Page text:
State Department officials, including Secretary of State Rex Tillerson, were playing down the immediacy of talks in the hours before the White House rolled out the South Korean national security adviser, who made the surprise announcement that Trump would meet with Kim.
The apparent lack of coordination marked a pattern of mixed messaging that has characterized the Trump administration’s North Korea diplomacy since Pyongyang launched its first intercontinental ballistic missile last year, sparking the Trump White House’s biggest national security crisis to date.
Now the White House has committed to an unprecedented meeting at a time when the administration lacks a fully staffed cadre of diplomats and advisers.
The U.S. point person on North Korea, special envoy Joseph Yun, announced his retirement in late February and has not been replaced. More than a year in, the administration has yet to nominatean ambassador to South Korea. And the Senate has not confirmed the top U.S. diplomat to eastern Asia.
Many politicians without a grounding in our Foreign and Diplomatic policy history naively agree to “meet with every one”. This was something Obama said he would do at one point. However, the State Department quickly brought him into the fold. Obama’s first year was centered squarely on our allies.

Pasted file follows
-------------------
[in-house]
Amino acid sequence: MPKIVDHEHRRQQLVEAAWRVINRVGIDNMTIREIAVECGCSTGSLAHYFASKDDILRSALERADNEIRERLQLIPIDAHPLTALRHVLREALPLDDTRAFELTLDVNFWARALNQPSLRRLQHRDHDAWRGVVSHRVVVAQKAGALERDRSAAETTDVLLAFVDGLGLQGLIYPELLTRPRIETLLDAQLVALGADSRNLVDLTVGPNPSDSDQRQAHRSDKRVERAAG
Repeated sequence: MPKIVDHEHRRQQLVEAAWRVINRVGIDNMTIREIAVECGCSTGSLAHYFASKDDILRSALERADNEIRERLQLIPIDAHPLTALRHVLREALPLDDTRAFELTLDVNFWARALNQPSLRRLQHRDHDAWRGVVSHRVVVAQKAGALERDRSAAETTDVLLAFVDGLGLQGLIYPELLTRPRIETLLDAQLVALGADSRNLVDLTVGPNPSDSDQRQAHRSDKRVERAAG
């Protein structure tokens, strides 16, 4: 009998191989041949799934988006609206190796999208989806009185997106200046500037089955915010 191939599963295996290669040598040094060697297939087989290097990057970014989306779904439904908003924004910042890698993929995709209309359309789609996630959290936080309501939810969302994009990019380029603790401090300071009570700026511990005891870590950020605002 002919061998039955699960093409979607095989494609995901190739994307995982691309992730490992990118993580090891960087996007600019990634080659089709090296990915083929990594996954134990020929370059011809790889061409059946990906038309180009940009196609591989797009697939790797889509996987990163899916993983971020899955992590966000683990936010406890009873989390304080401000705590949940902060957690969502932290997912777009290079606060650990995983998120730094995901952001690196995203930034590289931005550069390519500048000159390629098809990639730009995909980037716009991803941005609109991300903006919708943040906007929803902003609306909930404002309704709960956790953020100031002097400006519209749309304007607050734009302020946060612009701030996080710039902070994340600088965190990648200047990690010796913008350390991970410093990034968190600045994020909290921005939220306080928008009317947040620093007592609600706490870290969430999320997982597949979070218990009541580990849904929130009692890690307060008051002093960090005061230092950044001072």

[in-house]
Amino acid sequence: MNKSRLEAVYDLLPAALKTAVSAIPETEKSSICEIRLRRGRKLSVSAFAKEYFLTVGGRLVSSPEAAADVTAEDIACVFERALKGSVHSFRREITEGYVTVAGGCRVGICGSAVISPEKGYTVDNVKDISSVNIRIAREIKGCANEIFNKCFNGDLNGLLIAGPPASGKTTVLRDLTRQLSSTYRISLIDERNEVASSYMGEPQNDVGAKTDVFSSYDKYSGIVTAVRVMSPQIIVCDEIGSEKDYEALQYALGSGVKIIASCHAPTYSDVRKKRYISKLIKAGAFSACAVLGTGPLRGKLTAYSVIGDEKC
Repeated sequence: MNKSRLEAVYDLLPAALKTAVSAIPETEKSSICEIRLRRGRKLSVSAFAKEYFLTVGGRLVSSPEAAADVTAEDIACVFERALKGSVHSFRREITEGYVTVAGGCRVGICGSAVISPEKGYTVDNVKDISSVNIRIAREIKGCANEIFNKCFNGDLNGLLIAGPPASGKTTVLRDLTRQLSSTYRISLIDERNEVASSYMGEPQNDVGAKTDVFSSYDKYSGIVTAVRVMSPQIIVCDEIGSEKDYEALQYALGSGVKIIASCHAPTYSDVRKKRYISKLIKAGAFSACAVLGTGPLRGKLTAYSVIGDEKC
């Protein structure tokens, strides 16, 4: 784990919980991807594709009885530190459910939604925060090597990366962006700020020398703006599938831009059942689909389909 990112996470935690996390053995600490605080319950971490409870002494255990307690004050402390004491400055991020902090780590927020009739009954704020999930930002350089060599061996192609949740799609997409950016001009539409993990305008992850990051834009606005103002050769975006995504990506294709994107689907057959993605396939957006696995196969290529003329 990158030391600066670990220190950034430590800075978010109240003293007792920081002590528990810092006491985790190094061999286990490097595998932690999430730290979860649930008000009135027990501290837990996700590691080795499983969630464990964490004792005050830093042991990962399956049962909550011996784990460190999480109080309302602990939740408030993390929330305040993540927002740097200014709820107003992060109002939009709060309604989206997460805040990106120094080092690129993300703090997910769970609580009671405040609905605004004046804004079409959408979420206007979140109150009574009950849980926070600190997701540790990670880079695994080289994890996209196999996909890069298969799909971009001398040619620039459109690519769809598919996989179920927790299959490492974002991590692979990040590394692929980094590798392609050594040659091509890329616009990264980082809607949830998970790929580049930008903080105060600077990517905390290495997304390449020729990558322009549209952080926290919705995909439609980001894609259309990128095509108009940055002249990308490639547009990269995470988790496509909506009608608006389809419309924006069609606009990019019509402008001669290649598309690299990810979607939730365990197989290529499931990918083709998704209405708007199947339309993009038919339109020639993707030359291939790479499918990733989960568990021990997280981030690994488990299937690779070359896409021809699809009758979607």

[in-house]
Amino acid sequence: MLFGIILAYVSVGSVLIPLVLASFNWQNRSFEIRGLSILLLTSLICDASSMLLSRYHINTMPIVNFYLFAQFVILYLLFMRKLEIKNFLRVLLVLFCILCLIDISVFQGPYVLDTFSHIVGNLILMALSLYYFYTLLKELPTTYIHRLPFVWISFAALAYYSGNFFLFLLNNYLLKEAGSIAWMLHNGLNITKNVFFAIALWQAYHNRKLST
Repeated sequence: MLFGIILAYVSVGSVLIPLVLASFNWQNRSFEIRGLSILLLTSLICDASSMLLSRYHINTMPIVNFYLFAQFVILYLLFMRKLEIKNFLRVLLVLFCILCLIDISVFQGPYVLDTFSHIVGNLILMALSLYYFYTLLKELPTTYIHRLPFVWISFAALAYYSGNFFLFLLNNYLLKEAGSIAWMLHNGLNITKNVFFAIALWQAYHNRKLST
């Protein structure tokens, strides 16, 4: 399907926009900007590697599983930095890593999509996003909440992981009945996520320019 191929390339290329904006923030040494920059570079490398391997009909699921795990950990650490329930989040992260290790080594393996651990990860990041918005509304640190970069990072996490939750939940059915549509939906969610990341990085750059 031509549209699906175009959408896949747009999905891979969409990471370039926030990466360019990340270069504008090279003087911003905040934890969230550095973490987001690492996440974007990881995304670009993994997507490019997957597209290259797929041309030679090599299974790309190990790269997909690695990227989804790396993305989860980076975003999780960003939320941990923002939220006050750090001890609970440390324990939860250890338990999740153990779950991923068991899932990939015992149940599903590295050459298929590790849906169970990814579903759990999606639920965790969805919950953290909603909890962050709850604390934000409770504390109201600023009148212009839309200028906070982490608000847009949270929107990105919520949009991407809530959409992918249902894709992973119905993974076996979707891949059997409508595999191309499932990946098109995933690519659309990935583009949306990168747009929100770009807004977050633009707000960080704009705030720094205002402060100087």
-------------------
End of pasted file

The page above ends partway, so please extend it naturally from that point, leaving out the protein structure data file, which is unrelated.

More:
But perhaps his priorities have been hinted at in comments made by Hillary Clinton, the designated U.S. secretary of state, earlier this week.
“The new administration will reach out across the Atlantic to leaders in France, Germany, the United Kingdom and others including and especially, the new democracies.”
Q: Is Sen. Obama “not yet ready” to be president?
CLINTON: I’m running on my own qualifications and experience. It’s really up to the voters to make these decisions. I think we have a great group of candidates. You don’t have to be against anybody. You can choose who you’re for.
Q: But you did say that Sen. Obama’s views on meeting with foreign dictators are “naive and irresponsible.” Doesn’t that imply that he’s not ready for the office?
CLINTON: Well, we had a specific disagreement, because I do not think that a president should give away the bargaining chip of a personal meeting with any leader, unless you know what you’re going to get out of that. It takes a lot of planning to move an agenda forward, particularly with our adversaries. You should not telegraph to our adversaries that you’re willing to meet with them without preconditions during the first year in office.
OBAMA: Strong countries and strong presidents meet and talk with our adversaries. We shouldn’t be afraid to do so.
Source: 2007 Democratic primary debate on “This Week” , Aug 19, 2007